Creating Public Service Leaders: Student-Led Work at Harvard College

The Stride Rite Community Service Program based at the Phillips Brooks House Association at Harvard College encourages the professional and personal development of future public service leaders. Between 35 and 40 “scholarships” (FWS awards plus additional stipends) are awarded each year to support students in a year-round commitment to service. The ideal program experience is one that provides the Harvard student with a quality service placement, an in-depth, continuous service experience, and mentoring and leadership development. The program has benchmarks in each of these areas to gauge success.

Harvard College

Moira Mannix

The Stride Rite Community Service Program based at the Phillips Brooks House Association (PBHA) at Harvard College is committed to encouraging the professional and personal development of future public service leaders. To this end, the program provides emotional and financial support to student volunteers in public service at Harvard. The program also works to ensure that scholars are participating in meaningful service experiences that will help them learn and challenge them to grow.

Program Structure and Funding

The program is traditionally for Federal Work-Study’“eligible students but is also open to students receiving financial aid through Harvard but who do not receive federal funds. Undergraduate scholarship recipients take part in leadership development training that may focus on program management skills, diversity and multiculturalism, or working with community organizations. Students participate in a group project and receive individual support and mentorship.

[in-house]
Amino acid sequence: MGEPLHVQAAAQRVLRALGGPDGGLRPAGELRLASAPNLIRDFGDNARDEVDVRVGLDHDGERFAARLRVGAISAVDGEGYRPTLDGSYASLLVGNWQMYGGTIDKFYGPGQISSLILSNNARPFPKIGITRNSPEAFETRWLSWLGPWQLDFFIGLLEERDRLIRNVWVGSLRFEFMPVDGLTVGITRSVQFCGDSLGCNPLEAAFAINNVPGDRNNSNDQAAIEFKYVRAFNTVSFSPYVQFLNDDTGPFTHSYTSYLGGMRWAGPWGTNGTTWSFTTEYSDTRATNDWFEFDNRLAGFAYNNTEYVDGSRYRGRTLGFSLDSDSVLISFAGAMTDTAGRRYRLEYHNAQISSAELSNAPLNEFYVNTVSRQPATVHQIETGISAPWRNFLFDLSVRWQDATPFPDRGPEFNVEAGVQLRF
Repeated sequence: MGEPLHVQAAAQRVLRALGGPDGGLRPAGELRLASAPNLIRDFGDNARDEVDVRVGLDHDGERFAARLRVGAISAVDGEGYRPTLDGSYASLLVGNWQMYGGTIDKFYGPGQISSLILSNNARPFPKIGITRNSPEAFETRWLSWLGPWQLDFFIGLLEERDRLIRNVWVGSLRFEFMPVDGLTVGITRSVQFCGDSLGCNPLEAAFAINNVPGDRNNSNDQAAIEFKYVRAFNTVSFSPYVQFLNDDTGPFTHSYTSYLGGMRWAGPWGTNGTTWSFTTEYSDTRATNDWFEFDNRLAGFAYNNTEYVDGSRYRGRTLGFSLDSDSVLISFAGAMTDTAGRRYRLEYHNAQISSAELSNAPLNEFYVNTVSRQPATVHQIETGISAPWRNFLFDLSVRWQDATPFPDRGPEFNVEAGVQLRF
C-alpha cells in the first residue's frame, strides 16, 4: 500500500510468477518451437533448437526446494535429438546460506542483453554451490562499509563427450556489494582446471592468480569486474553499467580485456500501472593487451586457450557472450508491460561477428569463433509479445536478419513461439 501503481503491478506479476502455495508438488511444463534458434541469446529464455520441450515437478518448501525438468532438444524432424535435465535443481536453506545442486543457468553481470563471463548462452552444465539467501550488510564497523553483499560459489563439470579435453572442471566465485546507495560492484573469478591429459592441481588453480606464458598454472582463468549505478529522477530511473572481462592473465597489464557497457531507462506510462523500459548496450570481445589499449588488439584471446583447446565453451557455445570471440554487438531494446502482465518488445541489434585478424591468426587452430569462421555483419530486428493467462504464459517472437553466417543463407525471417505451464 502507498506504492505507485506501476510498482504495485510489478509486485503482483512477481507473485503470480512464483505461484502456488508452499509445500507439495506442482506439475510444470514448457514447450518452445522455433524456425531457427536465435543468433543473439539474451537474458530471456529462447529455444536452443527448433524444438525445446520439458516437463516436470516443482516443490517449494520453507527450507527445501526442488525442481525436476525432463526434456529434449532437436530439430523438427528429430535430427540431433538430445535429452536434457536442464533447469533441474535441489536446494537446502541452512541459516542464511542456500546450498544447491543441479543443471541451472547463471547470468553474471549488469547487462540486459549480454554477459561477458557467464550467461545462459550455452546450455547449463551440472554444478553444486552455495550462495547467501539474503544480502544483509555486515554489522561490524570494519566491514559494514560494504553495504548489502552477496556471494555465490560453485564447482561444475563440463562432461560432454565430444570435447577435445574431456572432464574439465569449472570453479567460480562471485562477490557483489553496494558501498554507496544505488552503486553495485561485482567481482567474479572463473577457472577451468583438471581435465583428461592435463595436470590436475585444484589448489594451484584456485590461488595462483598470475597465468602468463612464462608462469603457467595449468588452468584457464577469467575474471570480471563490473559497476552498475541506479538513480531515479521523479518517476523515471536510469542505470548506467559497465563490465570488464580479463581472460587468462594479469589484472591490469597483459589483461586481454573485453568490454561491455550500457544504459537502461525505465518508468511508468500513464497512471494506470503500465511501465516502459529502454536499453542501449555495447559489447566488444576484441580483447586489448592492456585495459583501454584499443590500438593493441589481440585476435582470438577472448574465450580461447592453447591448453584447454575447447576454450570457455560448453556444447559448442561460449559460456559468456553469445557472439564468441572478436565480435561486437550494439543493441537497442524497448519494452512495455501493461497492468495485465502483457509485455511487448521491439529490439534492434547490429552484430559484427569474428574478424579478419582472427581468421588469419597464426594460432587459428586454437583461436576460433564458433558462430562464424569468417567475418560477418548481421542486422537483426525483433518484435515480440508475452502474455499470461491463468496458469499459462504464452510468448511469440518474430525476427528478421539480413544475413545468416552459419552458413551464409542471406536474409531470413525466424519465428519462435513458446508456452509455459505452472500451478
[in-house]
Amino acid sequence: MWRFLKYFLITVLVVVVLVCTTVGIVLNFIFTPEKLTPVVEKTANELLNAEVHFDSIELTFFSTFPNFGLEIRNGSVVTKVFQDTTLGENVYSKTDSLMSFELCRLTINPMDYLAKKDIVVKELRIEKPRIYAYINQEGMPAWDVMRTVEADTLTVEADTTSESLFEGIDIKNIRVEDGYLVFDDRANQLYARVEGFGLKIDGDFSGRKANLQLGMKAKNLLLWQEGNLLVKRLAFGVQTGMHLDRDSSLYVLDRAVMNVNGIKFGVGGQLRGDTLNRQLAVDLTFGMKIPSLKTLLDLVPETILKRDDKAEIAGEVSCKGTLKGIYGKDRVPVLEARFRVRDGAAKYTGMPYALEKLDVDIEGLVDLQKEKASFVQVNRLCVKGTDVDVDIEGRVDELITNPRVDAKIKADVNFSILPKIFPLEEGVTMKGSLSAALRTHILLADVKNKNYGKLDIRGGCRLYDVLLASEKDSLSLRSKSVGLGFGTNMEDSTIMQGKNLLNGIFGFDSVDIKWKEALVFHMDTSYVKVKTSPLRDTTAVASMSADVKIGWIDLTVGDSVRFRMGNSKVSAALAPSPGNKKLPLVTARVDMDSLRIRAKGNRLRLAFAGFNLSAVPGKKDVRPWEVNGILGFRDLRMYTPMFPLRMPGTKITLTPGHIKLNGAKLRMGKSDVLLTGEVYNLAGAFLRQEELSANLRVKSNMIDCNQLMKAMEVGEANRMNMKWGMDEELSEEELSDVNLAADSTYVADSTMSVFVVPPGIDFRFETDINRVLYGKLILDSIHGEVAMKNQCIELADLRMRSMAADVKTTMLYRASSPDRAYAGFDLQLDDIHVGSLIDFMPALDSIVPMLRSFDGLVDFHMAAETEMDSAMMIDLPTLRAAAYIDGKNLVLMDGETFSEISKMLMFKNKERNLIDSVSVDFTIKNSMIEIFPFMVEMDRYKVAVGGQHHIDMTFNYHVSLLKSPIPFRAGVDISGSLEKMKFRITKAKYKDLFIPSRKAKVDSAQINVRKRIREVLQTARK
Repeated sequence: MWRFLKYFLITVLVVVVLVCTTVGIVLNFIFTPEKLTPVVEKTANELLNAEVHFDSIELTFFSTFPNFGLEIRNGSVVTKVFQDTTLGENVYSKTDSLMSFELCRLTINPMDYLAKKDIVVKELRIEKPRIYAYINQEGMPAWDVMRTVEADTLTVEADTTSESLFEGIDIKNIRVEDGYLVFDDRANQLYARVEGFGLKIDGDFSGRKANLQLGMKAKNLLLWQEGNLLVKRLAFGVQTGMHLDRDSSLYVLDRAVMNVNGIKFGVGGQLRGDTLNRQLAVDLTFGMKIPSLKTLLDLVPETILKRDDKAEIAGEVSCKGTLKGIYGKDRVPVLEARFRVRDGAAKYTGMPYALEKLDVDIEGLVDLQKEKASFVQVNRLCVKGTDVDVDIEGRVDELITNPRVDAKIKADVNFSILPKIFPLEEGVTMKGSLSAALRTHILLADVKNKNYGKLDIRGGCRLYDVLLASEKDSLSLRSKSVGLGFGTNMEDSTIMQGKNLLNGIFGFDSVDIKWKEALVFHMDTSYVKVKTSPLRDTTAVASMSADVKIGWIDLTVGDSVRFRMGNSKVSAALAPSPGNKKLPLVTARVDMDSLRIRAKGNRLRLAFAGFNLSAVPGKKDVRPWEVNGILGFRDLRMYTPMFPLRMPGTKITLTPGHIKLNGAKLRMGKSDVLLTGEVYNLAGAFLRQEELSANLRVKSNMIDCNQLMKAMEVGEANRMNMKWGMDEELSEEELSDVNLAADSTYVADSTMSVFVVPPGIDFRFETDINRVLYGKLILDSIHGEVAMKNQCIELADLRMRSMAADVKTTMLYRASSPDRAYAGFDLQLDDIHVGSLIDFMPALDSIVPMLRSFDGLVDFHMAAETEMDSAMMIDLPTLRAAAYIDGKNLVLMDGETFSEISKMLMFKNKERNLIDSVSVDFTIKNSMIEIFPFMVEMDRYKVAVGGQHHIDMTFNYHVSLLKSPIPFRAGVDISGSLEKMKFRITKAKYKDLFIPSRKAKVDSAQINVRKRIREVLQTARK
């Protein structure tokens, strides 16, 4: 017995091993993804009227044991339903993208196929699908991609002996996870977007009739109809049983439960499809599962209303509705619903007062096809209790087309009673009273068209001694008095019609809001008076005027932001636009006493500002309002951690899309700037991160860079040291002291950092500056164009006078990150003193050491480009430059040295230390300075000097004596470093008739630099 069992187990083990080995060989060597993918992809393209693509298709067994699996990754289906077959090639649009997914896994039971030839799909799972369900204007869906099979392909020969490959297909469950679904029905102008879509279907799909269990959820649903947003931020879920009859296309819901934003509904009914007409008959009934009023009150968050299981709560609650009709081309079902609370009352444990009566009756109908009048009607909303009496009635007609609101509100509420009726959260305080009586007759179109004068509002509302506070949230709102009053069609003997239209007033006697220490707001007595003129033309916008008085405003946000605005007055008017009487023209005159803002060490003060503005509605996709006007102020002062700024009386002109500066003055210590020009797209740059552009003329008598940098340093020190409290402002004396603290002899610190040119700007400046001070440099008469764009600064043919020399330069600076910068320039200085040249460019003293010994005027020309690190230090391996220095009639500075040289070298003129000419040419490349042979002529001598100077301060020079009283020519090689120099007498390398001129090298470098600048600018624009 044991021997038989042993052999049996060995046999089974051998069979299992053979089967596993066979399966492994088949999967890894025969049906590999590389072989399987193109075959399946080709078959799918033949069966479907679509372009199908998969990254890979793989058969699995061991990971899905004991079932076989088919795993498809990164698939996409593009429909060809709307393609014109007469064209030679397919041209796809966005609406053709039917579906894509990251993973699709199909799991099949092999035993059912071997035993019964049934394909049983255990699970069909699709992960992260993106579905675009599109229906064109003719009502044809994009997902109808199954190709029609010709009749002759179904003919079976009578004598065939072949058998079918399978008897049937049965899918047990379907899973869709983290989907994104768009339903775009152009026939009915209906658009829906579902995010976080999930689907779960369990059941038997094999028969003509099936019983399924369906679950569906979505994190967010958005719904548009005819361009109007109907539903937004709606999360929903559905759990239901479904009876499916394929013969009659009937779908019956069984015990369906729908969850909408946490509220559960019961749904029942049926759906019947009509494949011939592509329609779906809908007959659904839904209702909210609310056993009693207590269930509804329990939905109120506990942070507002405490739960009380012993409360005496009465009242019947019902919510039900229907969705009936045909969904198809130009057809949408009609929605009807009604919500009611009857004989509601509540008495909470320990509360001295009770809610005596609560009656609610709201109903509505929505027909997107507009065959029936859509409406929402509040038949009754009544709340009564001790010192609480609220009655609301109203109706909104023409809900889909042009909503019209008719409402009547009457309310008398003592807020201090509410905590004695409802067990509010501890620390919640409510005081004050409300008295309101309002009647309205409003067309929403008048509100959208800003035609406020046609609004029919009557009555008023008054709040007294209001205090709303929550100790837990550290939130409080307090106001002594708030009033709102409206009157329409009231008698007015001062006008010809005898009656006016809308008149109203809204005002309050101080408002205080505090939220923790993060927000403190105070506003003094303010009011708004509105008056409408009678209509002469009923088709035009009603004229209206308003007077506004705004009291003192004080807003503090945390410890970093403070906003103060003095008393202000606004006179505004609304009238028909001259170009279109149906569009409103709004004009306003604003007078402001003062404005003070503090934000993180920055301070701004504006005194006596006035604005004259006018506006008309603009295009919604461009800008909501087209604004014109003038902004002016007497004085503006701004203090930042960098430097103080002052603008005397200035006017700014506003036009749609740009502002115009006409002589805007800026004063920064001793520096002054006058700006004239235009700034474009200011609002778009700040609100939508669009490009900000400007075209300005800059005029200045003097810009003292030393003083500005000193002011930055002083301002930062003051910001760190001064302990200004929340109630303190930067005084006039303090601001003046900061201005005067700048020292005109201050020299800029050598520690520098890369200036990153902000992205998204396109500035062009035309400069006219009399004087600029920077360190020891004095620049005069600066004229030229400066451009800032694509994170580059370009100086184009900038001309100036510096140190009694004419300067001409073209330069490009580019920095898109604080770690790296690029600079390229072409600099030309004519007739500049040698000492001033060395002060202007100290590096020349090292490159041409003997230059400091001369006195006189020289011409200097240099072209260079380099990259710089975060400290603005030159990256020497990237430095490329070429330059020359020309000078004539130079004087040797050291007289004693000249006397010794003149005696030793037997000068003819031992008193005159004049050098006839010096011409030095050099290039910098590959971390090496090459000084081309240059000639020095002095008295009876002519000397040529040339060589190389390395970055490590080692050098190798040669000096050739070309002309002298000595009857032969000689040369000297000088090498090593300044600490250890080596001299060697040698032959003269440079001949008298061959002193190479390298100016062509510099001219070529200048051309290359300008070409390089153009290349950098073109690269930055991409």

Recipients are selected on the basis of financial need and the merits of their plans for hands-on community service. To view the application form completed by students, visit http://www.pbha.org/ and click on “Stride Rite.”

Between 35 and 40 scholarships are awarded each year to students to support a year-round commitment to service, from June to May. Community organizations are not required to pay any portion of the student wages; funding from the Stride Rite Foundation offsets the required employer match.

Benchmarks for Success

The ideal undergraduate program experience is one that provides the Harvard student with a quality service placement, an in-depth, continuous service experience, and mentoring and leadership development. The program has benchmarks in each of these areas to gauge its success.

Quality Service Placement

Key to the scholar’s leadership development is a quality service placement that provides for a meaningful experience and opportunities for growth.

Benchmarks to help assess a quality service placement include:

  • The service has a strong tie-in to and encourages communication with community partners (strong advisors, service site, coalition, board).
  • The service provides an opportunity to live in the community.
  • The service is direct and hands-on.
  • The program provides year-round services.
  • The program fills a defined need in the community.
  • The program has means for ongoing assessment/evaluation.
  • The program is well organized and has a strong infrastructure.
  • The program has strong volunteer support systems in place.
  • The program encourages leadership development (volunteers become coordinators become directors).
  • The program provides opportunities for entrepreneurship and initiative.
  • The service is complemented by strong training and reflection sessions.
  • The service occurs frequently (e.g., several times a week, vs. one-time).
Depth and Continuity of Service Experience